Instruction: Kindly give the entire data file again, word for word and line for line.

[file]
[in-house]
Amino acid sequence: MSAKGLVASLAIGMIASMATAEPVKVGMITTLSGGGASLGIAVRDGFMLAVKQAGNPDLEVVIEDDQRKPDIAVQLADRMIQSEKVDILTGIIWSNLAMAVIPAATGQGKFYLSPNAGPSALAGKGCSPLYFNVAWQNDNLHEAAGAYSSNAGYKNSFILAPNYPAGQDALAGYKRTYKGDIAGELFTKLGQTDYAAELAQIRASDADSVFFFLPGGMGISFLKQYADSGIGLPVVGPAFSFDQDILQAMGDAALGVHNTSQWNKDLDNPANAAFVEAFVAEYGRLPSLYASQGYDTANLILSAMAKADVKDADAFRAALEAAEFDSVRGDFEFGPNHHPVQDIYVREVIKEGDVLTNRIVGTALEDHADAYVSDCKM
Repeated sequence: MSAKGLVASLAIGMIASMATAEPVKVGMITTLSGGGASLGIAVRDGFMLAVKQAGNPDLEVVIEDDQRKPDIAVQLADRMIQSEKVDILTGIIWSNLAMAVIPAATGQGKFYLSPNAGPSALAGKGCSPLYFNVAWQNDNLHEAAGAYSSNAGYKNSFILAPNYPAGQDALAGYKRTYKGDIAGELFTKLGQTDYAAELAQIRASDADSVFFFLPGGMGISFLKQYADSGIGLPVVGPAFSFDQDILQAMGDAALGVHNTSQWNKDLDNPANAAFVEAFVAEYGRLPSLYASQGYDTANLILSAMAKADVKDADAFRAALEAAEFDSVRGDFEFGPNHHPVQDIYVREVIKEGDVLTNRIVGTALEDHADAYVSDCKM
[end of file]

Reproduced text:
[in-house]
Amino acid sequence: MSAKGLVASLAIGMIASMATAEPVKVGMITTLSGGGASLGIAVRDGFMLAVKQAGNPDLEVVIEDDQRKPDIAVQLADRMIQSEKVDILTGIIWSNLAMAVIPAATGQGKFYLSPNAGPSALAGKGCSPLYFNVAWQNDNLHEAAGAYSSNAGYKNSFILAPNYPAGQDALAGYKRTYKGDIAGELFTKLGQTDYAAELAQIRASDADSVFFFLPGGMGISFLKQYADSGIGLPVVGPAFSFDQDILQAMGDAALGVHNTSQWNKDLDNPANAAFVEAFVAEYGRLPSLYASQGYDTANLILSAMAKADVKDADAFRAALEAAEFDSVRGDFEFGPNHHPVQDIYVREVIKEGDVLTNRIVGTALEDHADAYVSDCKM
Repeated sequence: MSAKGLVASLAIGMIASMATAEPVKVGMITTLSGGGASLGIAVRDGFMLAVKQAGNPDLEVVIEDDQRKPDIAVQLADRMIQSEKVDILTGIIWSNLAMAVIPAATGQGKFYLSPNAGPSALAGKGCSPLYFNVAWQNDNLHEAAGAYSSNAGYKNSFILAPNYPAGQDALAGYKRTYKGDIAGELFTKLGQTDYAAELAQIRASDADSVFFFLPGGMGISFLKQYADSGIGLPVVGPAFSFDQDILQAMGDAALGVHNTSQWNKDLDNPANAAFVEAFVAEYGRLPSLYASQGYDTANLILSAMAKADVKDADAFRAALEAAEFDSVRGDFEFGPNHHPVQDIYVREVIKEGDVLTNRIVGTALEDHADAYVSDCKM